So, how can you make a number of generous sacrifices of your time, praise, money and knowledge this month so your people can produce at a higher level and finish the year well?
Well, there you have it. Five ideas for how you can finish this year (and any year) well.
Let go of the noise
Run a sprint
Touch base with your pipeline
Pre-wire next year for success
Be extremely generous
If you do these five things over the next few weeks, I have a feeling you’ll feel very good about how you ended this year. Plus, you’ll be set for an incredible start to next year.
How do you feel abut how your business executes what you set out to accomplish? Do you consistently execute on your strategic plans? For example, if you were to pick a percentage, would you pick 100% of the time? 75% of the time? 50% of the time? 25% of the time? Or some other percentage of the time?
How about your big projects or initiatives? 100%? 75%? 50%? 25%? Or some other percentage?
If you’re like most business owners and entrepreneurs your answer is way south of 100% (and probably way south of 50% of the time), which is a real problem.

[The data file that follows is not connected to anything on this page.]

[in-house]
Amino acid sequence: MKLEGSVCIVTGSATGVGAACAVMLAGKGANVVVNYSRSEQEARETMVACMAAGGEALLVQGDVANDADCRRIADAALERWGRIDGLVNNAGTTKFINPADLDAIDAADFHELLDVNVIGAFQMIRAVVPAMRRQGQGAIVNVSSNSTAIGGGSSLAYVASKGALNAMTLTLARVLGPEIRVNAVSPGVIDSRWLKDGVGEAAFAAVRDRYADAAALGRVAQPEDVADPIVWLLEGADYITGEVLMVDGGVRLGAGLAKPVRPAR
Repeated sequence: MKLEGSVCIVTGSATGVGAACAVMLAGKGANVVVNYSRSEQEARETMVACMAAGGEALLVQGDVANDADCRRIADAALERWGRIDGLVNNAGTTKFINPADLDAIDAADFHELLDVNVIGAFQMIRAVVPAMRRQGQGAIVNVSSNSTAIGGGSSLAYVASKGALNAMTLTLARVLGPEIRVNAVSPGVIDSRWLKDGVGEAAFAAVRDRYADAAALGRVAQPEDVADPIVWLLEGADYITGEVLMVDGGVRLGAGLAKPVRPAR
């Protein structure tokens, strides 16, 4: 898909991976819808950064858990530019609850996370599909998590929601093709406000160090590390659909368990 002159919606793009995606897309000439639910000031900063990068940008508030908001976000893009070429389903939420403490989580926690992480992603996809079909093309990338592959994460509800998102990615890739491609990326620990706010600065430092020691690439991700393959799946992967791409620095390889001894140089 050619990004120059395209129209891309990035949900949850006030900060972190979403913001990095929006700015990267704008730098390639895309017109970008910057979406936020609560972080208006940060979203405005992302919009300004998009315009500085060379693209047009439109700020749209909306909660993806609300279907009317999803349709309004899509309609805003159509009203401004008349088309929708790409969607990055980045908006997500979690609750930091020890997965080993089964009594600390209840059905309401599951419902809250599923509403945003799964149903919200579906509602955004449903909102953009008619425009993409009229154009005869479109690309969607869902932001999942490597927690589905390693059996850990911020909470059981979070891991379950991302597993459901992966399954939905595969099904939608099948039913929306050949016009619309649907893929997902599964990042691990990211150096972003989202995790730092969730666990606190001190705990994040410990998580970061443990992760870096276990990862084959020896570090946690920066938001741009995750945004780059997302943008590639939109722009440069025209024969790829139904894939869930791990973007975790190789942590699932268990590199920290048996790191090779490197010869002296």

It’s one of the primary reasons why most businesses tend to push plans and projects from quarter to quarter and year to year making very little progress.
So, how can you turn that around? Well one way to begin making some progress on this issue (and there are multiple reasons why this problem exists) is to implement The Five Rhythms into your business.
In my BizScalers Club, we use the analogy of racing to help organize these five rhythms into our businesses.
Rhythm #I – Yearly Marathons
In order to make significant progress on things that matter, every business, including yours, ought to have a well thought out strategic plan. One that lays out a significant growth path (north of 25% growth per year) with key metrics, growth accelerators, constraint eliminators and quarterly accountabilities for everyone on the leadership team.
Your strategic plan should be primarily strategic in nature, not tactical. You’re defining what you want to be, not how to get there. But this preferred vision of your future should drive everything in your business over the next twelve months. It shouldn’t be a document you create in the fall for the following year never to be seen again until the next fall. It should be a living breathing document that you reference weekly/monthly and should inform every plan for that coming year.
As you know, a marathon is a long, hard, arduous race. It requires perseverance, grit, determination, an ability to overcome and push through pain, and a burning desire to reach the finish line. Your strategic plan is your marathon and it should require nothing less than a 26.2 mile race would.